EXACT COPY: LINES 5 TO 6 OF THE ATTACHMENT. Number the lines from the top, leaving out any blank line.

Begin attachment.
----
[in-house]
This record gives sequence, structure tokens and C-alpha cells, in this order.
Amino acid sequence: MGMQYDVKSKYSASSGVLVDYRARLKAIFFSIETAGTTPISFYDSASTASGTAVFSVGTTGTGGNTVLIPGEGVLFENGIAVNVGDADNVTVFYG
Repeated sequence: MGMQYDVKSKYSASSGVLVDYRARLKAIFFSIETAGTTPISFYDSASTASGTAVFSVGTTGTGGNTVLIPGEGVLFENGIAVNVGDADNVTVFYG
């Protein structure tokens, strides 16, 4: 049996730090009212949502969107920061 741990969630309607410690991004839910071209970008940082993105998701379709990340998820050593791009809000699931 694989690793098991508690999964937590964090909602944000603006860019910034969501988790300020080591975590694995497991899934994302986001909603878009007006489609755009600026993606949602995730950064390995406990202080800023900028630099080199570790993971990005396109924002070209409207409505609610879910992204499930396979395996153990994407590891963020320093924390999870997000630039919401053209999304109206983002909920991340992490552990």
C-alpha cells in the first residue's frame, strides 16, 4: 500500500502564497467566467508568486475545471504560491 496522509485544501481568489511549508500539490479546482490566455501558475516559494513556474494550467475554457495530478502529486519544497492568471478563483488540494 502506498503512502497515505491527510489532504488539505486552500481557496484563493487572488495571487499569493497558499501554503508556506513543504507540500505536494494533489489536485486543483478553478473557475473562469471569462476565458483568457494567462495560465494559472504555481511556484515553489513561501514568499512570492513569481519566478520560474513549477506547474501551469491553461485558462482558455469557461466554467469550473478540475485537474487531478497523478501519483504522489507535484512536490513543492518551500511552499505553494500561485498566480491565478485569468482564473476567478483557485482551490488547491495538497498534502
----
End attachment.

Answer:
């Protein structure tokens, strides 16, 4: 049996730090009212949502969107920061 741990969630309607410690991004839910071209970008940082993105998701379709990340998820050593791009809000699931 694989690793098991508690999964937590964090909602944000603006860019910034969501988790300020080591975590694995497991899934994302986001909603878009007006489609755009600026993606949602995730950064390995406990202080800023900028630099080199570790993971990005396109924002070209409207409505609610879910992204499930396979395996153990994407590891963020320093924390999870997000630039919401053209999304109206983002909920991340992490552990």
C-alpha cells in the first residue's frame, strides 16, 4: 500500500502564497467566467508568486475545471504560491 496522509485544501481568489511549508500539490479546482490566455501558475516559494513556474494550467475554457495530478502529486519544497492568471478563483488540494 502506498503512502497515505491527510489532504488539505486552500481557496484563493487572488495571487499569493497558499501554503508556506513543504507540500505536494494533489489536485486543483478553478473557475473562469471569462476565458483568457494567462495560465494559472504555481511556484515553489513561501514568499512570492513569481519566478520560474513549477506547474501551469491553461485558462482558455469557461466554467469550473478540475485537474487531478497523478501519483504522489507535484512536490513543492518551500511552499505553494500561485498566480491565478485569468482564473476567478483557485482551490488547491495538497498534502